Opinions differ as to Christ's canonical genealogy thanks to differing accounts provided within the text of the Bible in the First and Third gospels. This is an ongoing subject for debate between the many different camps of Biblical scholarship and also for rationalist opponents to theological canonicity.
Saint Matthew and Saint Luke present the most immediately conflicting versions of Christ's genealogy. They provide mutually exclusive genealogical trees which converge impossibly when they come to Saint Joseph, postulating him as the patriarch of two distinct lines which go on to reunite in Christ's bloodline. This bone of contention has remained a subject of debate.
Various scholars point to the common practice of omitting figures from Biblical genealogies in order to make them fit symbolically meaningful patterns. This includes the practice of listing genealogies in lots of seven and omitting long, significant stretches of time in order to create a cohesive mythological narrative.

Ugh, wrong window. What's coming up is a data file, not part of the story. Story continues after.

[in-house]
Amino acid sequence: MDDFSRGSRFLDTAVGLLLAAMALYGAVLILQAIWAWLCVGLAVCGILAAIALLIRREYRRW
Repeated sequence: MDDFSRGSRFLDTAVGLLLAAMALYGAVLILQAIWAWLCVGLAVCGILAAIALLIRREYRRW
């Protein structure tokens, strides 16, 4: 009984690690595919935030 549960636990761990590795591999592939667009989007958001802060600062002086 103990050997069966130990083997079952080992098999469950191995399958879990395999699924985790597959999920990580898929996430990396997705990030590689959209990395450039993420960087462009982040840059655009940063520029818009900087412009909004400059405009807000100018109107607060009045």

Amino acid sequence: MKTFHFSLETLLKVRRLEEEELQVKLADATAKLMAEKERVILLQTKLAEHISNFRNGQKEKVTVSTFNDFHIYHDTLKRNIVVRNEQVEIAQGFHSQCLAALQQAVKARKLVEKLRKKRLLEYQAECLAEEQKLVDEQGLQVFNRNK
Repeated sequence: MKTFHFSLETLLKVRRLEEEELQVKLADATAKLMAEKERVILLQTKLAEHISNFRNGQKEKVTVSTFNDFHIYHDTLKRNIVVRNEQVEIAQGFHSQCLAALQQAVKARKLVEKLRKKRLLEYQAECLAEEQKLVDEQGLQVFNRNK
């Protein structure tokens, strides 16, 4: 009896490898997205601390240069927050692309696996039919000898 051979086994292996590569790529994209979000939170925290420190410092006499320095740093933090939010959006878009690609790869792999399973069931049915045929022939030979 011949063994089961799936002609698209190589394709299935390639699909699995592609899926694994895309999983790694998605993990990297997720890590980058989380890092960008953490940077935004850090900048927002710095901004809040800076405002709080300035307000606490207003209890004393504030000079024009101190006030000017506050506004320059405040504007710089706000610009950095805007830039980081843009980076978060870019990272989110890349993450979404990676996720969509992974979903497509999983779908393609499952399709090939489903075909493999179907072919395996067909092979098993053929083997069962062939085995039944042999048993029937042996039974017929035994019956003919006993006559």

Translation conventions also muddy the issue of Christ's genealogy. Because there is no original text in the Bible's case, authorship being an open question in the case of nearly every one of its books, it is impossible to establish which books are canonical and which are the most firmly rooted in the historicity and context of their time.